What They Are and How To Use Them
Rain gardens are gardens specifically designed to absorb rainwater run off. They are used successfully to catch water from roof downspouts, parking lots, turf and other surfaces. They typically are designed with some type of depression that allows for water to collect and disperse into the soil. In order to be successful, rain gardens need to be sized correctly for the amount of rainfall it will be absorbing and have a plant palette that will ensure successful drainage and withstand the presence of temporary pooling water.
Rain Garden Profile
Here's an instance where a rain garden was an appropriate solution:
Learn more about this rain garden project here.
Why Have a Rain Garden?
Rain gardens can solve rainwater runoff issues.
Rain Gardens are unique beautiful landscape features.
- The unique growing conditions created by a rain gardens allow the use of plants that you may not have had the ability to grow. For instance plants that enjoy living in temporary wet conditions that would otherwise not work in your yard work in a rain garden.
Rain Gardens attract beneficial wildlife.
We use a native centric plant palette in our rain gardens. Native plants are adapted to handle the unique demands of growing in a rain garden. The use of natives creates a habitat which attract beneficial insects that can help keep your insect pressure down in your gardens. That’s a win.
Rain Gardens improve our community's water quality.
You are becoming the change you want to see. Chances are you don’t like the idea of raw sewage flowing freely in your creeks and rivers. By having a rain garden you are directly contributing to alleviating our regions combined sewer overflow problem. Thank you in advance.
So, you have a rain water problem and now you see there are some benefits to going the rain garden route. But, they are not a ‘one size fits all’ solution when it comes to solving rain water issues in the yard. First lets go over when they are a good solution.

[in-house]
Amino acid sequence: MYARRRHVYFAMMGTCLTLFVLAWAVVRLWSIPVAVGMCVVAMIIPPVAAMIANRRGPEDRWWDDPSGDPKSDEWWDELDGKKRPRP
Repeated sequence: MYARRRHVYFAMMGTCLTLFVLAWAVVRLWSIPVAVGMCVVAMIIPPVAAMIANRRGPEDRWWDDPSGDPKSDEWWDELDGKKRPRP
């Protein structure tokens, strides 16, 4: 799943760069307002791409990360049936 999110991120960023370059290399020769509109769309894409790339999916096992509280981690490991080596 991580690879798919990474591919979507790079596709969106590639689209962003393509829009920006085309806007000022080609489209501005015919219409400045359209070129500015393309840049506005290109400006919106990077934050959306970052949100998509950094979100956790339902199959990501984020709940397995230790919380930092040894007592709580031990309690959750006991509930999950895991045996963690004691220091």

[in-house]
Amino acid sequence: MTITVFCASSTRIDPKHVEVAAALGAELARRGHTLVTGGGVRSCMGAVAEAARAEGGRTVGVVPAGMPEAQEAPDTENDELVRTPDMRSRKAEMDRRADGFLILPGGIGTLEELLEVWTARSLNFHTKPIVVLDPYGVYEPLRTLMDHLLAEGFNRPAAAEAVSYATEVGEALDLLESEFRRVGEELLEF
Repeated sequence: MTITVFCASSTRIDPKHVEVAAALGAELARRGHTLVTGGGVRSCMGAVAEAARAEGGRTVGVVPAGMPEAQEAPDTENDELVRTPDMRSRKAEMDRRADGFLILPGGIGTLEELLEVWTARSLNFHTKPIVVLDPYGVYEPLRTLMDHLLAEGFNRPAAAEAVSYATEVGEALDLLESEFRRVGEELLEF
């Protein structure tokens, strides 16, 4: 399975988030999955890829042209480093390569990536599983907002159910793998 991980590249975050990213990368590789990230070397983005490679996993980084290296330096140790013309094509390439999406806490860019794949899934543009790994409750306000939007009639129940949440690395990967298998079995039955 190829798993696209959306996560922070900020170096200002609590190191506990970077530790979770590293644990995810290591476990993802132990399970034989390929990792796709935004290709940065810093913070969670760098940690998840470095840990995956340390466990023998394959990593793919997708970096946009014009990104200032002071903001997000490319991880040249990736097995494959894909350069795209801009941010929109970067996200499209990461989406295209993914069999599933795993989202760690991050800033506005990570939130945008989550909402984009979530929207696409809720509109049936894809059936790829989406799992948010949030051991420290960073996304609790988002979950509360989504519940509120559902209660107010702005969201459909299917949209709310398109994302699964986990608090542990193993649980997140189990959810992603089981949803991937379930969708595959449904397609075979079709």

Locating Your Rain Garden: The Do’s + Don’ts
Understanding when rain gardens are a good solution is the key to a long term successful garden and alleviates the potential issues of a failed rain garden. It can happen!
A large contributor to success is locating a rain garden properly. You should consider the following:
Proximity to structures - you want to make sure your rain garden is at least 10’-15’ away from a structure with a basement and also down slope from the structure.
Proximity to existing trees - Do not locate rain gardens close to existing tree root systems or existing gardens as the soil disturbance required for a rain garden could cause serious damage.
- Proximity to septic systems - 50’ is the minimum distance you want to locate a rain garden from a septic system as the infiltrated rain water could overwhelm the system.
- Slopes - Cincinnati is a hilly region with different grades of slope. You want to make sure that the slope of where you are thinking about installing rain garden will be under 12%. Beyond that you will begin to run into slope stabilization issues that can be complex.
- Space for Overflow - ideally your rain garden should be located where if the rain garden fills up during a particularly heavy rain the water can overflow to an area that can handle it. Areas like a creek, street curb, or sewer. This is your all important backup, plan B.
- Utilities - You want to check in with your local utility protection service and make sure your rain garden is not located where any utility lines are. Ohio = OUPS Kentucky = 811.org
- Soil - If you live in the Cincinnati Metro Region you probably have a clay based soil. You want to make sure where you are building the rain garden will have a infiltration rate of ‘1/2”-1” per hour’. Learn how to test your infiltration rate here. If you don’t have the desired infiltration rate with your current soil, you can usually amend compost into the rain garden to achieve this.
If you have made it through this checklist and still have potential areas where a rain garden will work. Congrats! If not, there are definitely other green infrastructure options for your yard. See a list of them here.
My next post will be about how to determine the size of your rain garden.
The Mosquito Fallacy
When talking to clients about rain gardens I often get the question about whether rain gardens will be a mosquito magnet for the yard. Thankfully they are not. Rain gardens are designed to drain rain water within 24 hours if not within an hour or two. They are not wetlands. This amount of time does not allow mosquitos to complete their larvae 7-12 day life cycle. Along with this your rain garden will more than likely be attracting insects and or birds that like to eat mosquitoes.
Interested in a rain garden, but are still unsure? We offer consult, design and installation services and would be happy to learn more about your project. Click HERE.